Therefore, propose the idea that the bog is a useful organizer for learning Kingdom Plantae. Students need to learn the life cycle of the moss. Relate this life cycle to the bog and the species of moss important in it. At this stage in considering change, the school will respond to a low cost – high benefit strategy of teaching to the test using the bog as a classroom and an organizing factor. As the project gains momentum, as authentic learning experiences emerge, the academic benefits will be evident. Above all, invite colleagues to take a walk in the bog. If the bog casts its spell on them, then a passion for the place might be all they needs to see its importance.
Whatever you can do or dream you can, begin it…
Test Run in 2005:
In the spring of 2005, I brought two biology 11 classes out to Camosun Bog to have a field trip. Members of the Camosun Bog Restoration Society led small groups through parts of the bog, some parts were fully restored, others were in transition. It was only one day. The local elementary school allowed me use of their washroom facilities. The students were able to see the rare species contained within the bog for themselves, though they did not collect any data.
Furthermore, I invited students to sign up for Saturday work parties, where they had the opportunity to get their hands dirty weeding out invasive species, everything from skunk cabbage, ferns and grass to huge stumps that required much effort and strength.
My work party students learned the most from their experiences. They worked hard, weeding out ferns and skunk cabbage, or pruning pine trees. They met others who cared for the bog, a retired engineer, a marketing instructor, an 82 year old man who grew up near the bog, and who told stories of the local history of the bog (the fire, the draining of the bog, bog hockey games). One student fell knee deep into the peat. She discovered that she just stepped through thousands of years of sphagnum layers.The students who signed up for the work parties invited their friends along: a girl from another school, a friend and that friend’s boyfriend. I brought snacks and drinks to sustain them through the mucky work. There was a sense of community as everyone worked for a common purpose. At least one student continued volunteering, and another found a tutor through the experience.
Last week, my school was attempting to encourage teachers to adapt their existing lessons to the new portfolio requirement for graduation. I realized that my bog project could fall under a category of community service and I prepared a plan that fit with the portfolio requirements. (Appendix 1) For some reason, environmental awareness, and caring for the environment were themes that were noticeably absent from the portfolio requirements.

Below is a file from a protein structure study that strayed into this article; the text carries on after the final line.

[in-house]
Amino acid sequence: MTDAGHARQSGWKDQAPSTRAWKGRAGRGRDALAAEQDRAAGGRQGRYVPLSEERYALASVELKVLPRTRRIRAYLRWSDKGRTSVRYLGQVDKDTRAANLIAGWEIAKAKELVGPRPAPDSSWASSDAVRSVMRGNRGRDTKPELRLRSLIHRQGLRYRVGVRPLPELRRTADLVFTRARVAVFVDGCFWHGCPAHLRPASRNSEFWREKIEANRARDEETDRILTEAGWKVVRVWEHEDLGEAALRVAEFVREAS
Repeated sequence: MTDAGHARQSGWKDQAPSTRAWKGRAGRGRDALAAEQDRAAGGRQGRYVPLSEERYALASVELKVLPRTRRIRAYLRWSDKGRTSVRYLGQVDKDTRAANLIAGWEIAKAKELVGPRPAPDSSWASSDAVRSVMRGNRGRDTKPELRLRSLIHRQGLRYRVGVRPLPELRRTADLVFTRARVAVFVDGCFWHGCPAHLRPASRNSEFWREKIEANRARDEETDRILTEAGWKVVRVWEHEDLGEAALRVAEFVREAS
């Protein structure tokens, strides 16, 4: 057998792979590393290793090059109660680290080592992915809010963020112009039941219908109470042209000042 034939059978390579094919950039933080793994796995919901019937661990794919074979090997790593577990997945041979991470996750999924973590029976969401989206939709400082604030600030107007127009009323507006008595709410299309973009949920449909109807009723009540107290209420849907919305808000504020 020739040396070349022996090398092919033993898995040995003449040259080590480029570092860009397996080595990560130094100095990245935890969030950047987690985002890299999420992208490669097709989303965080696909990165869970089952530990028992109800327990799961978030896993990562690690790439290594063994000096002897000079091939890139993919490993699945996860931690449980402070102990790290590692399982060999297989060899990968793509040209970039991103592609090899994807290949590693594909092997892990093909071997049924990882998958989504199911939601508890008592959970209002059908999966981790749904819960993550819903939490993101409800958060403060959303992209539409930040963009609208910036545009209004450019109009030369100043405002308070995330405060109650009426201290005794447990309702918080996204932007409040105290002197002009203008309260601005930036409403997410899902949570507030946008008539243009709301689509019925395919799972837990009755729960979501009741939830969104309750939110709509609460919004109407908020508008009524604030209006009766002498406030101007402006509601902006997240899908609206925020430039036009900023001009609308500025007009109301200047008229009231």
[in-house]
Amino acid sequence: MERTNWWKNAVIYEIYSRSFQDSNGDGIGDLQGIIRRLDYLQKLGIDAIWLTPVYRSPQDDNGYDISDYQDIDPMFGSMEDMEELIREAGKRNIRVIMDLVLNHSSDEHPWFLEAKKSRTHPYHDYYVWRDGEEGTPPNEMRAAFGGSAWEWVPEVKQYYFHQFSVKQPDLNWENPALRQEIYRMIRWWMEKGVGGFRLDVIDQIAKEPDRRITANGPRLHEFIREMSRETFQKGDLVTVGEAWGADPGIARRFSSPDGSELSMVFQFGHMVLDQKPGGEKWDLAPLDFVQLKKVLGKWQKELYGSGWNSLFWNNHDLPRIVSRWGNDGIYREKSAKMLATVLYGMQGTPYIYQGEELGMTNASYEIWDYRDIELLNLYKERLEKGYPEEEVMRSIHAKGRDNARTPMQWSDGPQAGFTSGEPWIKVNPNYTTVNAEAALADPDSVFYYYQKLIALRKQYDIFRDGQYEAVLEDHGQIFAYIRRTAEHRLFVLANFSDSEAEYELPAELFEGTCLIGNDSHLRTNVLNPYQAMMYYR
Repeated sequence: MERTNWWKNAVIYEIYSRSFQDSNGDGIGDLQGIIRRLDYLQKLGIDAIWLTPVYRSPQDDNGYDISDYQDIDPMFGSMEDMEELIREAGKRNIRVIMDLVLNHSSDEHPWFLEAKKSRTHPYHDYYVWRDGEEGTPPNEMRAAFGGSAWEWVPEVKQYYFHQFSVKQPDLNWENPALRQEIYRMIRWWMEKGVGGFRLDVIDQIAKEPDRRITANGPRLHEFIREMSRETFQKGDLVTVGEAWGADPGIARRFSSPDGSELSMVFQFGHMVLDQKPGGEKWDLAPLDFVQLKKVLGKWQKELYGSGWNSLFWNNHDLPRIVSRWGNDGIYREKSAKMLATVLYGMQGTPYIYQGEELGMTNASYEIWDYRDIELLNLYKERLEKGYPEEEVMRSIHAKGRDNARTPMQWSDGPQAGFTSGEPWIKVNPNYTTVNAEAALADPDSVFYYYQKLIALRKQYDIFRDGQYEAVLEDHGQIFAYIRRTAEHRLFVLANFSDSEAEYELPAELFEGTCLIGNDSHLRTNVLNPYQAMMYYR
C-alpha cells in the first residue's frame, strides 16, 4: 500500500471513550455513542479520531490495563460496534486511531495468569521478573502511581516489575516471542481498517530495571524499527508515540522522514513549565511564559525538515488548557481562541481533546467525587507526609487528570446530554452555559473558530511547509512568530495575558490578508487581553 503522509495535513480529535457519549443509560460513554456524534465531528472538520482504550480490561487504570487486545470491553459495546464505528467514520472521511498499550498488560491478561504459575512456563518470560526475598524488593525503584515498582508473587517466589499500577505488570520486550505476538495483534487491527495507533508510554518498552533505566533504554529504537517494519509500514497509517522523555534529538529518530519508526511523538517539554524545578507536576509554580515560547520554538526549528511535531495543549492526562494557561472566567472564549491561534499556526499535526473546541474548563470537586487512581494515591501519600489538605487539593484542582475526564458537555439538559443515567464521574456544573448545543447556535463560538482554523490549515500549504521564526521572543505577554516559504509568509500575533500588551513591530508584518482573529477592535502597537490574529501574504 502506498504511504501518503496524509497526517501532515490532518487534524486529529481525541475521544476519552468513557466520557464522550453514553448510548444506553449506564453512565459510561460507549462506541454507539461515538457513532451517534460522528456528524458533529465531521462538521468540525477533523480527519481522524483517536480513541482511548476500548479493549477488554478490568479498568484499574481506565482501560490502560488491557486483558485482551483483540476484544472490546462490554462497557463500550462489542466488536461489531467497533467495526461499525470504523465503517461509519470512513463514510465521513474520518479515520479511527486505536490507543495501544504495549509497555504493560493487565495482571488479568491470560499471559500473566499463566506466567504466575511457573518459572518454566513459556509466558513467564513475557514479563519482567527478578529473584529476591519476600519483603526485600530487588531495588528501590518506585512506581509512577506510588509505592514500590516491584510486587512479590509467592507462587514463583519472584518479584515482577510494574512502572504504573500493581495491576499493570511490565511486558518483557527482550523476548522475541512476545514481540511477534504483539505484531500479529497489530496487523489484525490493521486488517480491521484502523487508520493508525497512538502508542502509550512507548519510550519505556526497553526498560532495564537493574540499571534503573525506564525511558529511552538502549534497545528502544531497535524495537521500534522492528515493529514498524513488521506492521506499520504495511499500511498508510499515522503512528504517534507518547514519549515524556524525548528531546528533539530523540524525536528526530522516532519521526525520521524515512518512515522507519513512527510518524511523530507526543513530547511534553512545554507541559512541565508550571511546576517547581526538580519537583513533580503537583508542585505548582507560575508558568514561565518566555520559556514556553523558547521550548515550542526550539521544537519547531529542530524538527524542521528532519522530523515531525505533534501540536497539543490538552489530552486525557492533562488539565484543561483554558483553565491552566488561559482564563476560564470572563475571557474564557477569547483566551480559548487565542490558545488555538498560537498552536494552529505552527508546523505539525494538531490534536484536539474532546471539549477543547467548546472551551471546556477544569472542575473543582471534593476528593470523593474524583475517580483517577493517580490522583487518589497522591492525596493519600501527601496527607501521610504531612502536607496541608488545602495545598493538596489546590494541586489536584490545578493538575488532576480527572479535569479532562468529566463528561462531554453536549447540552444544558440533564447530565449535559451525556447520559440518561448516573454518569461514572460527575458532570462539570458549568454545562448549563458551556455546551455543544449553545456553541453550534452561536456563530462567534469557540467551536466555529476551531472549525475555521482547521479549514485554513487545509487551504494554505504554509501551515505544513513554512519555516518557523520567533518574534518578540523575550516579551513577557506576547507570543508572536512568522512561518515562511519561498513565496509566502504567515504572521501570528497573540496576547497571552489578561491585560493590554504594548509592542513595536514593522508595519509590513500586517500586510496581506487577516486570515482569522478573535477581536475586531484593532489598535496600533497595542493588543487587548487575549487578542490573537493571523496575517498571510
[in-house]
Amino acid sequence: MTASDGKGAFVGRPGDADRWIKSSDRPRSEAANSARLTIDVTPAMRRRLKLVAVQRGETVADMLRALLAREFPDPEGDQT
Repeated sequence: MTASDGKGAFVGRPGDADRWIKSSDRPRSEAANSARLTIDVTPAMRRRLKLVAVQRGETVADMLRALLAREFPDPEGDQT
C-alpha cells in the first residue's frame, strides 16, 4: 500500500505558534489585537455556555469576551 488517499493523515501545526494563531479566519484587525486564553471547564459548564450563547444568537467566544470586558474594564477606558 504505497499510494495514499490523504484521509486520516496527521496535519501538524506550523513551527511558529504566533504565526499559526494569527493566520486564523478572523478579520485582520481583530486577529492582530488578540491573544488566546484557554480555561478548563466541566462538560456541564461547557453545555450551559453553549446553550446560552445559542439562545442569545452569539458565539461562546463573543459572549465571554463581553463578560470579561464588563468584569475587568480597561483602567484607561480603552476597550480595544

This year, I hope to build on my experiences and contacts from 2005, to add the fieldwork to the field trip and to gain more weekend “boggers”. It is a small start, a shift in the equilibrium of the way I teach biology. Hopefully it is the initial energy required to help the curriculum spiral into a new complex curriculum of place emerging from the present monoculture.
Whatever you can do or dream you can, begin it. boldness has genius, power and magic in it
J. W.V. Goethe
Camosun bog Project As It Relates To the Portfolio Requirements
Appendix II (See the other attachment to the email)
Camosun Bog Power Point Presentation given to Students in 2005.
Note, this power point presentation was also submitted to Dr. Gaalen Ericksen in a Science Education Course relating to complexity in science education. My ideas regarding using the bog as a biology classroom began in this course. Eventually the Camosun Bog Project could become my Graduation Project for my M. Ed.
Bog Restoration Society web site: http://www.naturalhistory.bc.ca/CamosunBog/index.htm
Fullan, M, Change Forces, Bristol, PA: Falmer, 1993.
Werner, Walter, “ “Talking” Our Way Into Educational Change: A Canadian View”, Chulalongkorn Educational Review, vol 9 No. 1 July, 2002
Werner, Walter, “Understanding Educational Change”, Department of Curriculum Studies, UBC, Lectures January-April, 2006
Smith, Gregory and Williams, Dilafruz, Ecological education in Action, State University of New York Press, 1999